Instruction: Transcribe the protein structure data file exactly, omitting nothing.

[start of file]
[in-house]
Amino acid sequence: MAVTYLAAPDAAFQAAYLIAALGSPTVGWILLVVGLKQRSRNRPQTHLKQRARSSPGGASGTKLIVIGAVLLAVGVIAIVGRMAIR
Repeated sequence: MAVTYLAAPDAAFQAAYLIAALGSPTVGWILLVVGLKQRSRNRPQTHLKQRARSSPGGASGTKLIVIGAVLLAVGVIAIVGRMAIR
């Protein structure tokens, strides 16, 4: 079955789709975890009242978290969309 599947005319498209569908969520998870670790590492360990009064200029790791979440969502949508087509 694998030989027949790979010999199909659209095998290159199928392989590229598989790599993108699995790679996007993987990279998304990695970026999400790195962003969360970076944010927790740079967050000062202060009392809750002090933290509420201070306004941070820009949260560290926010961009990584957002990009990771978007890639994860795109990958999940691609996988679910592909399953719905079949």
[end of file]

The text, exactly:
[in-house]
Amino acid sequence: MAVTYLAAPDAAFQAAYLIAALGSPTVGWILLVVGLKQRSRNRPQTHLKQRARSSPGGASGTKLIVIGAVLLAVGVIAIVGRMAIR
Repeated sequence: MAVTYLAAPDAAFQAAYLIAALGSPTVGWILLVVGLKQRSRNRPQTHLKQRARSSPGGASGTKLIVIGAVLLAVGVIAIVGRMAIR
């Protein structure tokens, strides 16, 4: 079955789709975890009242978290969309 599947005319498209569908969520998870670790590492360990009064200029790791979440969502949508087509 694998030989027949790979010999199909659209095998290159199928392989590229598989790599993108699995790679996007993987990279998304990695970026999400790195962003969360970076944010927790740079967050000062202060009392809750002090933290509420201070306004941070820009949260560290926010961009990584957002990009990771978007890639994860795109990958999940691609996988679910592909399953719905079949």